But the city's high vacancy rate and relatively low rental price don't mean the new units aren't needed, said CMHC spokeswoman Judy Binder. She said there's a long waiting list of residents who need low-income housing. Rent in the new apartments will be fixed at $650 -- including utilities -- for 15 years. The $400,000 loan to the project developers will earn forgiveness over those 15 years as long as the building's owners don't increase the rental price.

Girl fondled in store, cops say

A 45-year-old man is behind bars after he allegedly stalked a young girl around a west side grocery store Monday before grabbing her backside and giving her a wink.

Officers went to the store in the 700 block of Crawford Avenue around 4:30 p.m. after a woman told the manager that a man had grabbed her 14-year-old daughter's buttocks.

Police said the man crouched down next to the girl as if he was looking at something on a low shelf. As he bent down, he also reached up, grabbed her buttocks and winked at her.

The startled girl immediately fled from the aisle and told her mother. The store manager held the suspect until police arrived.

Daniel Joseph Chauvin, 45, of Windsor, is charged with sexual assault.

400 builder denies wrongdoing

If you were wondering what made people upset with the 400 building audit, this is it, basically. There was a tendering process that was not honored, and someone should be held responsible for that (no, not the contractors). Without any edits, you can read it all here.

Why did three city councillors give Vindella Enterprises an opportunity to fix its bid after a deadline passed to submit proposals for the construction of 400 City Hall Square?

"We never knew why they did what they did," said former city auditor Mike Dunbar, whose early findings triggered a more intensive report of the project. "This report is clear on what they did, but not clear on why they did it.

"That was one of big questions we had in our report and it's still not answered."

But the owner and operator of Vindella Enterprises and Oscar Construction, said he did nothing wrong to win the bid to build the $32.5-million 400 City Hall Square building.

"The only thing we did wrong was give a lower price," Vince Balsamo said. "That's the only mistake we did.

"We did a beautiful job, built it on time and I'm not ashamed we did it. Nothing illegal was done. Everything was in the open."

Vindella and Oscar have been thrown into the spotlight after an audit revealed that city councillors and staff violated municipal bylaws in 2002 and 2003 to award Balsamo's firms the project despite an RFP process that gave another construction firm higher marks.

Three councillors -- Fulvio Valentinis, Peter Carlesimo and Charlie Hotham -- who sat on the selection committee breached rules when Vindella was encouraged to amend its bid after the deadline, the report said.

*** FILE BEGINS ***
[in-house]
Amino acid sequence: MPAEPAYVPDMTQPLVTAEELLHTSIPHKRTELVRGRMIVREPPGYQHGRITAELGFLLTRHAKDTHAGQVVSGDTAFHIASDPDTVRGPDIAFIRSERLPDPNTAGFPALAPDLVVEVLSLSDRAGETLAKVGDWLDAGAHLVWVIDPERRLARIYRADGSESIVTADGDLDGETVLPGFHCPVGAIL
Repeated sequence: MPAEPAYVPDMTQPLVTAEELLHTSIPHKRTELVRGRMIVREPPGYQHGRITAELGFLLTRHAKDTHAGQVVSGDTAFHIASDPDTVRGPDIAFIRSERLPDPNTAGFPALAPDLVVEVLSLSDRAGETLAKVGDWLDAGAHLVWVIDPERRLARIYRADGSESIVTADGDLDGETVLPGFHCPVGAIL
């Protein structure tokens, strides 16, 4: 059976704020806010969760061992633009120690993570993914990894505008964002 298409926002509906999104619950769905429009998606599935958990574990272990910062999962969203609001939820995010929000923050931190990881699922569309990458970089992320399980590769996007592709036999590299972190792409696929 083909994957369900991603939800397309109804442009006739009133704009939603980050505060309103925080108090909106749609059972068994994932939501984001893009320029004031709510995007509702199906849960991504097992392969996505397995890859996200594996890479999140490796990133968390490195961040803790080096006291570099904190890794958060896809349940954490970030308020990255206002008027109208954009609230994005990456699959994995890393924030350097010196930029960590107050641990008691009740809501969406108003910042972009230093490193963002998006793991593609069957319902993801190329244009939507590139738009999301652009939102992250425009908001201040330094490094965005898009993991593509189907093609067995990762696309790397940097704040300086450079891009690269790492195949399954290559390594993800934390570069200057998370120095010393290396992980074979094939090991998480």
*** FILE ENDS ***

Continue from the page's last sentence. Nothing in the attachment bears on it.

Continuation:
Audit committee member Coun. Alan Halberstadt is curious about the reasons behind the committee's actions.

"Obviously, their story is they were looking for the lowest price, but the audit has different conclusions," he said.

"Yeah, it was lower, but a lot of components entered into it and they went into negotiations with a non-compliant bidder."

Vindella had a non-compliant proposal that should have eliminated the company from consideration, according to the city audit. The company's amended bid proved to be the winner, edging out EllisDon Construction.

"The councillors on the selection committee acted as if they believed that they could, individually, do whatever they wanted in selecting the successful proponent, including ignoring the result of applying the matrix table and applying different criteria," Toronto lawyer Andrew Roman wrote in the audit report.

The three members of the committee disagreed -- with one insisting their actions were "heroic" because they were able to save taxpayers $2 million.

"If you are going to judge the committee it has to be on the mandate we were given," Carlesimo said. "The key consideration was cost. We were heroic in carrying out that task.

"Nearly $2.5 million was saved."

The committee's mandate was to bring back the best deal for taxpayers, Hotham added.

"The lawyer (Roman) is hanging his hat on a matrix," he said. "There was a matrix and he said EllisDon scored higher. Absolutely they did. But nowhere in the documents or mandate of the steering committee did it ever say make a decision based on the matrix. Show me wording that says that.

"My mandate was clear and concise -- bring back the best deal for the city."

Allegations Vindella received favouritism or preferred treatment in the bidding process especially angered Hotham.

"We met with Vindella as many times as EllisDon and EllisDon as many times as Vindella," he said.

"They each had every opportunity to answer the same questions. In the end, Vindella brought back to us a deal $2 million less than the other proponent."

EllisDon said last week that the company will consider legal action against the city -- which maintains the time limitation for such action has expired.

Meanwhile, Halberstadt disputes his former colleagues' arguments they saved taxpayers' money. Vindella's original design was smaller than the one that was eventually constructed, which ultimately cost an additional $7.6 million.